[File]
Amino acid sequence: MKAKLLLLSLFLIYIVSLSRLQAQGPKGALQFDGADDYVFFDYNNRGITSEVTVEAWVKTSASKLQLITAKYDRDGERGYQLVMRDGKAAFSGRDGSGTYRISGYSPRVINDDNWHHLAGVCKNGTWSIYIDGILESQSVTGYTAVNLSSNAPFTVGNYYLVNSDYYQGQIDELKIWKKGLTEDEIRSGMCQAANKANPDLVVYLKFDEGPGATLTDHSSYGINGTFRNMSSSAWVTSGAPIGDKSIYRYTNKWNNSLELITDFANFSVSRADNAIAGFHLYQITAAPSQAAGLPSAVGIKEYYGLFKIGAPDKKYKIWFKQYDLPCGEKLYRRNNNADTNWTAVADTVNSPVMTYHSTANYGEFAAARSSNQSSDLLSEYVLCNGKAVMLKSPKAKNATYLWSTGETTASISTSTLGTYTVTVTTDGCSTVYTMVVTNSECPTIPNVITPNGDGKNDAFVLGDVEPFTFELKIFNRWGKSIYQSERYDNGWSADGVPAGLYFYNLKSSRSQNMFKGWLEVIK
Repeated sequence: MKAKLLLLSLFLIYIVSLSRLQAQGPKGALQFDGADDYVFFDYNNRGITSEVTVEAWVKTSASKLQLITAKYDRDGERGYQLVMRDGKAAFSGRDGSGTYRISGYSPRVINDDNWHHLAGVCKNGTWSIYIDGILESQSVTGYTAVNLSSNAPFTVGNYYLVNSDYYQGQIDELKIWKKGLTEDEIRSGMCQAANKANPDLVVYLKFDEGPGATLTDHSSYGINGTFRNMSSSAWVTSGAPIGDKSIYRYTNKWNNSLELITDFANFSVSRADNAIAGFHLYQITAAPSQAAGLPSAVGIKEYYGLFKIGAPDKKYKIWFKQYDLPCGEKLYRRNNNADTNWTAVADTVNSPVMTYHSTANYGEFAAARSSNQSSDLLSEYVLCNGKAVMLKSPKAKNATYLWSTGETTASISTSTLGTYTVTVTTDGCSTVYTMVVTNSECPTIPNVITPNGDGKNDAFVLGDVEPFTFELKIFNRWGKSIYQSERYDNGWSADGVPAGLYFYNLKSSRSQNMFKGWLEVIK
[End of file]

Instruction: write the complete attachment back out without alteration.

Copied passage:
Amino acid sequence: MKAKLLLLSLFLIYIVSLSRLQAQGPKGALQFDGADDYVFFDYNNRGITSEVTVEAWVKTSASKLQLITAKYDRDGERGYQLVMRDGKAAFSGRDGSGTYRISGYSPRVINDDNWHHLAGVCKNGTWSIYIDGILESQSVTGYTAVNLSSNAPFTVGNYYLVNSDYYQGQIDELKIWKKGLTEDEIRSGMCQAANKANPDLVVYLKFDEGPGATLTDHSSYGINGTFRNMSSSAWVTSGAPIGDKSIYRYTNKWNNSLELITDFANFSVSRADNAIAGFHLYQITAAPSQAAGLPSAVGIKEYYGLFKIGAPDKKYKIWFKQYDLPCGEKLYRRNNNADTNWTAVADTVNSPVMTYHSTANYGEFAAARSSNQSSDLLSEYVLCNGKAVMLKSPKAKNATYLWSTGETTASISTSTLGTYTVTVTTDGCSTVYTMVVTNSECPTIPNVITPNGDGKNDAFVLGDVEPFTFELKIFNRWGKSIYQSERYDNGWSADGVPAGLYFYNLKSSRSQNMFKGWLEVIK
Repeated sequence: MKAKLLLLSLFLIYIVSLSRLQAQGPKGALQFDGADDYVFFDYNNRGITSEVTVEAWVKTSASKLQLITAKYDRDGERGYQLVMRDGKAAFSGRDGSGTYRISGYSPRVINDDNWHHLAGVCKNGTWSIYIDGILESQSVTGYTAVNLSSNAPFTVGNYYLVNSDYYQGQIDELKIWKKGLTEDEIRSGMCQAANKANPDLVVYLKFDEGPGATLTDHSSYGINGTFRNMSSSAWVTSGAPIGDKSIYRYTNKWNNSLELITDFANFSVSRADNAIAGFHLYQITAAPSQAAGLPSAVGIKEYYGLFKIGAPDKKYKIWFKQYDLPCGEKLYRRNNNADTNWTAVADTVNSPVMTYHSTANYGEFAAARSSNQSSDLLSEYVLCNGKAVMLKSPKAKNATYLWSTGETTASISTSTLGTYTVTVTTDGCSTVYTMVVTNSECPTIPNVITPNGDGKNDAFVLGDVEPFTFELKIFNRWGKSIYQSERYDNGWSADGVPAGLYFYNLKSSRSQNMFKGWLEVIK